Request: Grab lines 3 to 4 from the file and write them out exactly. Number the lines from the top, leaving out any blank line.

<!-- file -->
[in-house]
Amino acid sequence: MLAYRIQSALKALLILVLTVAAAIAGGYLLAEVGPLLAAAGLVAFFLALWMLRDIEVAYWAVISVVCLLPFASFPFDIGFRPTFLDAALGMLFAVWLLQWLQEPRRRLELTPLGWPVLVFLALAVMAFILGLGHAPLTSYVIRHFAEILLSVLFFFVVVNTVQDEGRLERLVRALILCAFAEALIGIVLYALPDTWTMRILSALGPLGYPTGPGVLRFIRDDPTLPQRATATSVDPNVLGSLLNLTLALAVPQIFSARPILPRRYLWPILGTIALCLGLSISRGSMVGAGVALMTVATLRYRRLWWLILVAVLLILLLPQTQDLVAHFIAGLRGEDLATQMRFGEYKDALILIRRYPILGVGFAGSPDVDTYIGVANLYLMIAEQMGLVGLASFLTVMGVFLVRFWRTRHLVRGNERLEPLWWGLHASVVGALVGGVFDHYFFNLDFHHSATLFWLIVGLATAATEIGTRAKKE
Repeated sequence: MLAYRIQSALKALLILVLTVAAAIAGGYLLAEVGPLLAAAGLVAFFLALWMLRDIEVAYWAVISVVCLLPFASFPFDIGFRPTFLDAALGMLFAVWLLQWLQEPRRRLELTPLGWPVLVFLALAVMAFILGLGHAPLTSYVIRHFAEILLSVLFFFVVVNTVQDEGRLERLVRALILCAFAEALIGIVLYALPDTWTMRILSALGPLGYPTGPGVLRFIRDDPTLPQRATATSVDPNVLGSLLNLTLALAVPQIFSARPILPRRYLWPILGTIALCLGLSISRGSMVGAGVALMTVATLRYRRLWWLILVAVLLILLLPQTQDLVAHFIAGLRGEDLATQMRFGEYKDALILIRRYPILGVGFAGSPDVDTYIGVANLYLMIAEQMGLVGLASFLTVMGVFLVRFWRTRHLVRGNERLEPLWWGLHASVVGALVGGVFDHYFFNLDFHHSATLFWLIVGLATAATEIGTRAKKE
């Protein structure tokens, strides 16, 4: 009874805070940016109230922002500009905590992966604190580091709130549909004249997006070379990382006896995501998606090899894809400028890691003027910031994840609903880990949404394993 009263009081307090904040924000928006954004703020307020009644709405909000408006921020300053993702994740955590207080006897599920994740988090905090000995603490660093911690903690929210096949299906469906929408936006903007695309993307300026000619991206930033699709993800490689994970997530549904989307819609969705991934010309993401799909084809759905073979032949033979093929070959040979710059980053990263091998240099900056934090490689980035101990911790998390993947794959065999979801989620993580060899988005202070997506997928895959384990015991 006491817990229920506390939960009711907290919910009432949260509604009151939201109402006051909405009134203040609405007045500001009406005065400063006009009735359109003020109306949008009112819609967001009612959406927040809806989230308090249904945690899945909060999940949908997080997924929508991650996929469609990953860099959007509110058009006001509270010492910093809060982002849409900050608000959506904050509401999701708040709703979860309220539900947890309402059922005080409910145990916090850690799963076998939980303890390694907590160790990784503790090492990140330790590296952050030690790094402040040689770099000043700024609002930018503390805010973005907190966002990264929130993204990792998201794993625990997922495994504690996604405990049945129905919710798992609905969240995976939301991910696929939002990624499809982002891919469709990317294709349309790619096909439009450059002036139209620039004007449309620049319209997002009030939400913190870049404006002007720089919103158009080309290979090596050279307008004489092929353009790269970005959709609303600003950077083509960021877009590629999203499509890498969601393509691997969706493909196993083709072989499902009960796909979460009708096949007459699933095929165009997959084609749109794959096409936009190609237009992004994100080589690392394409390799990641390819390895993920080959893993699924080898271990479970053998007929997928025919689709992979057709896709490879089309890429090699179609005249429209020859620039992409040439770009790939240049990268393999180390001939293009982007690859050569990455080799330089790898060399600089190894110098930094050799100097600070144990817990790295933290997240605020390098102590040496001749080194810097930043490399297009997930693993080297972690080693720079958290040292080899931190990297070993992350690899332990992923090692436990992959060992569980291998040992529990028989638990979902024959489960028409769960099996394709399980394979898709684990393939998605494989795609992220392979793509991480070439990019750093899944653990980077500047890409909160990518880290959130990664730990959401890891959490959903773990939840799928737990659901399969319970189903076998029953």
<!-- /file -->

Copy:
Repeated sequence: MLAYRIQSALKALLILVLTVAAAIAGGYLLAEVGPLLAAAGLVAFFLALWMLRDIEVAYWAVISVVCLLPFASFPFDIGFRPTFLDAALGMLFAVWLLQWLQEPRRRLELTPLGWPVLVFLALAVMAFILGLGHAPLTSYVIRHFAEILLSVLFFFVVVNTVQDEGRLERLVRALILCAFAEALIGIVLYALPDTWTMRILSALGPLGYPTGPGVLRFIRDDPTLPQRATATSVDPNVLGSLLNLTLALAVPQIFSARPILPRRYLWPILGTIALCLGLSISRGSMVGAGVALMTVATLRYRRLWWLILVAVLLILLLPQTQDLVAHFIAGLRGEDLATQMRFGEYKDALILIRRYPILGVGFAGSPDVDTYIGVANLYLMIAEQMGLVGLASFLTVMGVFLVRFWRTRHLVRGNERLEPLWWGLHASVVGALVGGVFDHYFFNLDFHHSATLFWLIVGLATAATEIGTRAKKE
């Protein structure tokens, strides 16, 4: 009874805070940016109230922002500009905590992966604190580091709130549909004249997006070379990382006896995501998606090899894809400028890691003027910031994840609903880990949404394993 009263009081307090904040924000928006954004703020307020009644709405909000408006921020300053993702994740955590207080006897599920994740988090905090000995603490660093911690903690929210096949299906469906929408936006903007695309993307300026000619991206930033699709993800490689994970997530549904989307819609969705991934010309993401799909084809759905073979032949033979093929070959040979710059980053990263091998240099900056934090490689980035101990911790998390993947794959065999979801989620993580060899988005202070997506997928895959384990015991 006491817990229920506390939960009711907290919910009432949260509604009151939201109402006051909405009134203040609405007045500001009406005065400063006009009735359109003020109306949008009112819609967001009612959406927040809806989230308090249904945690899945909060999940949908997080997924929508991650996929469609990953860099959007509110058009006001509270010492910093809060982002849409900050608000959506904050509401999701708040709703979860309220539900947890309402059922005080409910145990916090850690799963076998939980303890390694907590160790990784503790090492990140330790590296952050030690790094402040040689770099000043700024609002930018503390805010973005907190966002990264929130993204990792998201794993625990997922495994504690996604405990049945129905919710798992609905969240995976939301991910696929939002990624499809982002891919469709990317294709349309790619096909439009450059002036139209620039004007449309620049319209997002009030939400913190870049404006002007720089919103158009080309290979090596050279307008004489092929353009790269970005959709609303600003950077083509960021877009590629999203499509890498969601393509691997969706493909196993083709072989499902009960796909979460009708096949007459699933095929165009997959084609749109794959096409936009190609237009992004994100080589690392394409390799990641390819390895993920080959893993699924080898271990479970053998007929997928025919689709992979057709896709490879089309890429090699179609005249429209020859620039992409040439770009790939240049990268393999180390001939293009982007690859050569990455080799330089790898060399600089190894110098930094050799100097600070144990817990790295933290997240605020390098102590040496001749080194810097930043490399297009997930693993080297972690080693720079958290040292080899931190990297070993992350690899332990992923090692436990992959060992569980291998040992529990028989638990979902024959489960028409769960099996394709399980394979898709684990393939998605494989795609992220392979793509991480070439990019750093899944653990980077500047890409909160990518880290959130990664730990959401890891959490959903773990939840799928737990659901399969319970189903076998029953």